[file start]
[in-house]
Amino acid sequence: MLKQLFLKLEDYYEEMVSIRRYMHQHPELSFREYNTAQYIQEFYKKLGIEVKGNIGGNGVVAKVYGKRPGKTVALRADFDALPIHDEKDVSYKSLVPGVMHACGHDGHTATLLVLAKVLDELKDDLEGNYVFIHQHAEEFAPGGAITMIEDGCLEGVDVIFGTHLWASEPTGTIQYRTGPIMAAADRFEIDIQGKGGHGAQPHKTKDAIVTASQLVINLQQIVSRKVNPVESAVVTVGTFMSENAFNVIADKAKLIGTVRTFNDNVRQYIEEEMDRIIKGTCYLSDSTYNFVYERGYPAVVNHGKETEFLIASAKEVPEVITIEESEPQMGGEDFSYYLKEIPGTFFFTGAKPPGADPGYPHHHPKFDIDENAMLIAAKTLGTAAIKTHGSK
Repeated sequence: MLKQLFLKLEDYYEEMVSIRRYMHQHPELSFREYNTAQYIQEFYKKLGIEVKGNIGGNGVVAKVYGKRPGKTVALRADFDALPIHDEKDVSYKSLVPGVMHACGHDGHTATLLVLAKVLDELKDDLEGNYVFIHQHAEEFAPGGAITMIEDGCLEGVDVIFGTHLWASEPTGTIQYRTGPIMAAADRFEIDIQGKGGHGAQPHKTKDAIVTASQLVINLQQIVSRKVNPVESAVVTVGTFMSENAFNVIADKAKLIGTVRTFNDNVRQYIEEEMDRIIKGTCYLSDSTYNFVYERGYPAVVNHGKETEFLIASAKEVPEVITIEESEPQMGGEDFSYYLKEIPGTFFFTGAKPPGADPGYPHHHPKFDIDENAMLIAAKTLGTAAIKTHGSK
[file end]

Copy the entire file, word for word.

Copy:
[in-house]
Amino acid sequence: MLKQLFLKLEDYYEEMVSIRRYMHQHPELSFREYNTAQYIQEFYKKLGIEVKGNIGGNGVVAKVYGKRPGKTVALRADFDALPIHDEKDVSYKSLVPGVMHACGHDGHTATLLVLAKVLDELKDDLEGNYVFIHQHAEEFAPGGAITMIEDGCLEGVDVIFGTHLWASEPTGTIQYRTGPIMAAADRFEIDIQGKGGHGAQPHKTKDAIVTASQLVINLQQIVSRKVNPVESAVVTVGTFMSENAFNVIADKAKLIGTVRTFNDNVRQYIEEEMDRIIKGTCYLSDSTYNFVYERGYPAVVNHGKETEFLIASAKEVPEVITIEESEPQMGGEDFSYYLKEIPGTFFFTGAKPPGADPGYPHHHPKFDIDENAMLIAAKTLGTAAIKTHGSK
Repeated sequence: MLKQLFLKLEDYYEEMVSIRRYMHQHPELSFREYNTAQYIQEFYKKLGIEVKGNIGGNGVVAKVYGKRPGKTVALRADFDALPIHDEKDVSYKSLVPGVMHACGHDGHTATLLVLAKVLDELKDDLEGNYVFIHQHAEEFAPGGAITMIEDGCLEGVDVIFGTHLWASEPTGTIQYRTGPIMAAADRFEIDIQGKGGHGAQPHKTKDAIVTASQLVINLQQIVSRKVNPVESAVVTVGTFMSENAFNVIADKAKLIGTVRTFNDNVRQYIEEEMDRIIKGTCYLSDSTYNFVYERGYPAVVNHGKETEFLIASAKEVPEVITIEESEPQMGGEDFSYYLKEIPGTFFFTGAKPPGADPGYPHHHPKFDIDENAMLIAAKTLGTAAIKTHGSK